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EFFector - Volume 15, Issue 1 - Norway Indicts Teen Who Published Code Liberating DVDs


EFFector - Volume 15, Issue 1 - Norway Indicts Teen Who Published Code Liberating DVDs

  EFFector       Vol. 15, No. 1       Jan. 10, 2002  
 A Publication of the Electronic Frontier Foundation     ISSN 1062-9424  
In the 200th Issue of EFFector:

  * Norway Indicts Teen Who Published Code Liberating DVDs
  * EFF Wins a Partial Victory in Ford Case
  * EFF Update on California DeCSS Case
  * The Eleventh Annual International EFF Pioneer Awards - Call for
  * Administrivia

For more information on EFF activities & alerts:

To join EFF or make an additional donation:
EFF is a member-supported nonprofit. Please sign up as a member today!


Norway Indicts Teen Who Published Code Liberating DVDs

U.S. Entertainment Industry Pressured Norwegian Prosecutors

Electronic Frontier Foundation Media Release

For Immediate Release: Thursday, January 10, 2002

Oslo, Norway - Acting years after pressure from the U.S. entertainment
industry, the Norwegian government yesterday indicted teenager Jon
Johansen for his role in creating software that permits DVD owners to
view DVDs on players that are not approved by the entertainment industry.

On January 9, 2002, the Norwegian Economic Crime Unit (¯KOKRIM) charged
Jon Johansen for creating software called DeCSS in 1999 when he was 15
years old.

"Johansen shouldn't be prosecuted for breaking into his own property,"
said Robin Gross, staff attorney at the Electronic Frontier Foundation
(EFF). "Jon simply wanted to view his own DVDs on his Linux machine."

"Although prosecutors in Norway failed to defend the rights of their
citizens against Hollywood's unprecedented demands, we are confident that
neither the Norwegian people nor their justice system will allow this
charge to stand," added EFF Legal Director Cindy Cohn. "The movie studios
have used intellectual property rights to silence scientists, and censor
journalists. Now, they are declaring war on their customers."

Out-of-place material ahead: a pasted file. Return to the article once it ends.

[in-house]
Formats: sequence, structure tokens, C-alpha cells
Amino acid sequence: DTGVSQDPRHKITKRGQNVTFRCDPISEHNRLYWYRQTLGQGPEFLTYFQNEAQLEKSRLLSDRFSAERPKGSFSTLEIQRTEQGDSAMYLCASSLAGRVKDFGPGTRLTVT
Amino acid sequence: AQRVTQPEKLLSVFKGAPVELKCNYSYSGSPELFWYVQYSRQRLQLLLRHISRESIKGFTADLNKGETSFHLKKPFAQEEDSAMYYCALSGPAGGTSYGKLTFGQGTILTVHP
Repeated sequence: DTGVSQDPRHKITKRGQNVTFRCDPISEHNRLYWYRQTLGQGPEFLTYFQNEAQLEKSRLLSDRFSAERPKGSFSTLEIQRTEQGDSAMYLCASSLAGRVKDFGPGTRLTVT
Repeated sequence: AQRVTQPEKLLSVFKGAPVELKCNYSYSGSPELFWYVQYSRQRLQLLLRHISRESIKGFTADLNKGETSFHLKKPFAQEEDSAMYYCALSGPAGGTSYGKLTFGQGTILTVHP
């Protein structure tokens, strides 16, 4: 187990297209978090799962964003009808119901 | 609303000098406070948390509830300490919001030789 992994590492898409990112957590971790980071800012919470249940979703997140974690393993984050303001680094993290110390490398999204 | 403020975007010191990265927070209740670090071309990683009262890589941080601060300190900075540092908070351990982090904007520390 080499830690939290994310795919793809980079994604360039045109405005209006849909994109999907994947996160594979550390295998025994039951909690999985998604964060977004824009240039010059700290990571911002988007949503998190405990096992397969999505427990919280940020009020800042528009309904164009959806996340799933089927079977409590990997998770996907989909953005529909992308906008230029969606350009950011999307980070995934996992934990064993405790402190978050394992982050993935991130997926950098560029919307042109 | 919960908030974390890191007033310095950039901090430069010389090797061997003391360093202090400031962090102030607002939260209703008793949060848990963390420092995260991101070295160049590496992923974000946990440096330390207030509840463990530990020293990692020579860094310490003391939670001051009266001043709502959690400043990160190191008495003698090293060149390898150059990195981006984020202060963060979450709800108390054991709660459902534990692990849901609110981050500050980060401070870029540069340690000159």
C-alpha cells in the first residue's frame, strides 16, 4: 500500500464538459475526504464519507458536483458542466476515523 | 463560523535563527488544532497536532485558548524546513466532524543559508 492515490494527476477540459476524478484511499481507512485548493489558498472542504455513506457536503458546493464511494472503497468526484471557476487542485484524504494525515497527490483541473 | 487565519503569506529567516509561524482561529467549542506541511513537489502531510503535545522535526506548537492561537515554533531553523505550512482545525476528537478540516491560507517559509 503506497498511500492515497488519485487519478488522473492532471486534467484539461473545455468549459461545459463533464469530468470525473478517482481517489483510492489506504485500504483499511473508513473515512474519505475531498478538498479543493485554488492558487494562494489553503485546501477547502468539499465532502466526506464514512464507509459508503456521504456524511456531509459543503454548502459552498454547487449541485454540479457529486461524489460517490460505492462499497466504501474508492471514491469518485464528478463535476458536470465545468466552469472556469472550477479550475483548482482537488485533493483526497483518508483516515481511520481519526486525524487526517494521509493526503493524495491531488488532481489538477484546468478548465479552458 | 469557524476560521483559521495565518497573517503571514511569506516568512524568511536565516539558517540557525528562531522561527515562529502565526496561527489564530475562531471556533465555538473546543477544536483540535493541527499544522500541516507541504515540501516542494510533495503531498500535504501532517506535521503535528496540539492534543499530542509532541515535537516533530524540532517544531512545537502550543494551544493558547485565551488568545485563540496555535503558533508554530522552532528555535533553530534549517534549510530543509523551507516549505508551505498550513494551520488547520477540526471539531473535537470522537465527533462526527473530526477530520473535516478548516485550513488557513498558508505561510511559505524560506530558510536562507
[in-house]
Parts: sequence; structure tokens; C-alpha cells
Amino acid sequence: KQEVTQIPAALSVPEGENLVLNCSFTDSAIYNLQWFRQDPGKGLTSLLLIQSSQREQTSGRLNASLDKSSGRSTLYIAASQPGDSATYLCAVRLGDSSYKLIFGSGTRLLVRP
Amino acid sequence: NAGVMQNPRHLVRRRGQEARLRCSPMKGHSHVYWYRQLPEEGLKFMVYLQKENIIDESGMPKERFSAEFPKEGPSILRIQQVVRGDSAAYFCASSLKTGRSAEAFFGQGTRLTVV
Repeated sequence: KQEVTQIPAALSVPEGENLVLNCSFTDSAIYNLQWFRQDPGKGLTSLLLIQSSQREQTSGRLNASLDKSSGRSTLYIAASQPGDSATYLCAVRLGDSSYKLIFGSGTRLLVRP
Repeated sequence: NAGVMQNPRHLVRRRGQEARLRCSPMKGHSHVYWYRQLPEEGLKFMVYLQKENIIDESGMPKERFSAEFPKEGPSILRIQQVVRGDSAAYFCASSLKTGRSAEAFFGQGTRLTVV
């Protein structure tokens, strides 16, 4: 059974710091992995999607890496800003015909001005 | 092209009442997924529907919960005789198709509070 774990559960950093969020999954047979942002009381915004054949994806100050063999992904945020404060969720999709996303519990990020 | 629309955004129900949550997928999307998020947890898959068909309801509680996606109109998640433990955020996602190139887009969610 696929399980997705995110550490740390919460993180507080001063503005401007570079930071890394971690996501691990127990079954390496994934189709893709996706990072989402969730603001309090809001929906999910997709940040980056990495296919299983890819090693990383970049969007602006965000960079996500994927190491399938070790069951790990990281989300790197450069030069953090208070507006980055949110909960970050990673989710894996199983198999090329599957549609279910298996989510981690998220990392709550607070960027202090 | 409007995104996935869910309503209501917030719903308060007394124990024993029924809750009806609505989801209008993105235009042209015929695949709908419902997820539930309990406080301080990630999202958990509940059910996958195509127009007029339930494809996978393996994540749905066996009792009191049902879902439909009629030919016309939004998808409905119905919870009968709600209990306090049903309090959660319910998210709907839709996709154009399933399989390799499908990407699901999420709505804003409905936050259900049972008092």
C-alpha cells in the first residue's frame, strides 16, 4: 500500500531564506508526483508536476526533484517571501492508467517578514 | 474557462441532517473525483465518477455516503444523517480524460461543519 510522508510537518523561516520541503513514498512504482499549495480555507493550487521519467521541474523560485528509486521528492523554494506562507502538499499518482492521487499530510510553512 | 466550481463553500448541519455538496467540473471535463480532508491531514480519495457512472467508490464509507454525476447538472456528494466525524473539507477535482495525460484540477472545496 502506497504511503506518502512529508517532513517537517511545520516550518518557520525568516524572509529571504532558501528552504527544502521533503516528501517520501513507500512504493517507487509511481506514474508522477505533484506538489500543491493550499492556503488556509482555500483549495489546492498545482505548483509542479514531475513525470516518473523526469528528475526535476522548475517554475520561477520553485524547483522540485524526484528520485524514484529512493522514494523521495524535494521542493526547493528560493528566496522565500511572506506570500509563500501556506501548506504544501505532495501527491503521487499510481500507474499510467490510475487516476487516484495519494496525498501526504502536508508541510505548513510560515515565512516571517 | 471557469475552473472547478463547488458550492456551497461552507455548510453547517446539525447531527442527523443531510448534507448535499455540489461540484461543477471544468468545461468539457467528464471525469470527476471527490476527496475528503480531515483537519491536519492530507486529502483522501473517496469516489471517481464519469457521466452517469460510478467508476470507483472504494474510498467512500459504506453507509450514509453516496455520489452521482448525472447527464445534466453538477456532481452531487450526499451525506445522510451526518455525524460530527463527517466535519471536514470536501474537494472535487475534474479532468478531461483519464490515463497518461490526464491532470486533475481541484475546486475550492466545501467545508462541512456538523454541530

Johansen's indictment comes more than two years after the Motion Picture
Association of America (MPAA) initally contacted ¯KOKRIM prosecutors to
request a criminal investigation of the Norwegian teen and his father,
Per Johansen, who owned the equipment on which the DeCSS software was

Johansen originally published DeCSS as part of the open source
development project LiVid (Linux Video) in building a DVD player for the
Linux operating system. The MPAA CSS licensing entity, named DVD-CCA,
refuses to license CSS to projects such as LiVid, which is an open source
project collaborating on the Web to build interoperable software tools.
LiVid's independently created DVD player software would compete with the
movie studio monopoly on DVD players while offering more consumer
friendly features.

DeCSS also enables people to exercise their fair use rights with DVD
movies, like fast-forwarding through commercials or copying for
educational purposes.

In January 2000, Johansen won the prestigious "Karoline Prize" for his
DeCSS software innovation. This national prize is awarded yearly to a
Norwegian high school student with excellent grades who makes a
significant contribution to society outside of school.

¯KOKRIM Chief Prosecutor Inger Marie Sunde indicted Johansen, who
recently turned 18, for violating Norwegian Criminal Code section 145(2),
which outlaws breaking into another person's locked property to gain
access to data that one is not entitled to access.

Johansen's prosecution marks the first time the Norwegian government has
attempted to punish individuals for accessing their own property.
Previously, the government used this law only to prosecute those who
violated someone else's secure system, like a bank or telephone company
system, in order to obtain another person's records.

Norwegian prosecutors did not indict Per Johansen, but his son Jon
Johansen could face two years in prison if convicted.

MPAA also requested ¯KOKRIM charge Johansen with contributory copyright
infringement; however prosecutors declined. Johansen's trial could start
before summer 2002.

On November 1, 2001, the California Court of Appeal for the 6th District
unanimously overturned a lower court's injunction that banned the
publication of DeCSS on trade secret grounds, citing the First Amendment
rights of individuals to independently obtain or derive information
claimed to be a trade secret by DVD-CCA.

In another legal case to outlaw DeCSS, brought under U.S. federal law,
the 2nd Circuit Court of Appeals in New York recently upheld a lower
court's ruling that ordered 2600 Magazine to remove DeCSS from its online
publication, including hyperlinks. Jon Johansen provided testimony in the
2600 Magazine case.

The Electronic Frontier Foundation (EFF) will continue to handle both of
these U.S. DeCSS cases and is determining its role in the Johansen case.


Additional information on Johansen case:

Jon Johansen's testimony at the 2600 Magazine trial in New York under the